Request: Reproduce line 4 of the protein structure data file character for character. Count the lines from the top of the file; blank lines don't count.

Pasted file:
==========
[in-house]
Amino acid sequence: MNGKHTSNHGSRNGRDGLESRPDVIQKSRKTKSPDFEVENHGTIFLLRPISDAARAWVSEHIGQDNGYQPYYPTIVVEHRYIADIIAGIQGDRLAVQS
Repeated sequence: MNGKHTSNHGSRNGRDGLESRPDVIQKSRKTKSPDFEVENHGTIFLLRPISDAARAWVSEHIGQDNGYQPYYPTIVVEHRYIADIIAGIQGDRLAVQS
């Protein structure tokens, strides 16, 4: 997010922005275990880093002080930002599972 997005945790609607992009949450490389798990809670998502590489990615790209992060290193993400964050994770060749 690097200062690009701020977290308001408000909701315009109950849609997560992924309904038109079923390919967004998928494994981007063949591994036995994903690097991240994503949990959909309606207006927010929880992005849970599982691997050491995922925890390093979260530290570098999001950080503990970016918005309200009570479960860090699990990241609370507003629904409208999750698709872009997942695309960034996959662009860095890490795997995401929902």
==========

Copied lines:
């Protein structure tokens, strides 16, 4: 997010922005275990880093002080930002599972 997005945790609607992009949450490389798990809670998502590489990615790209992060290193993400964050994770060749 690097200062690009701020977290308001408000909701315009109950849609997560992924309904038109079923390919967004998928494994981007063949591994036995994903690097991240994503949990959909309606207006927010929880992005849970599982691997050491995922925890390093979260530290570098999001950080503990970016918005309200009570479960860090699990990241609370507003629904409208999750698709872009997942695309960034996959662009860095890490795997995401929902």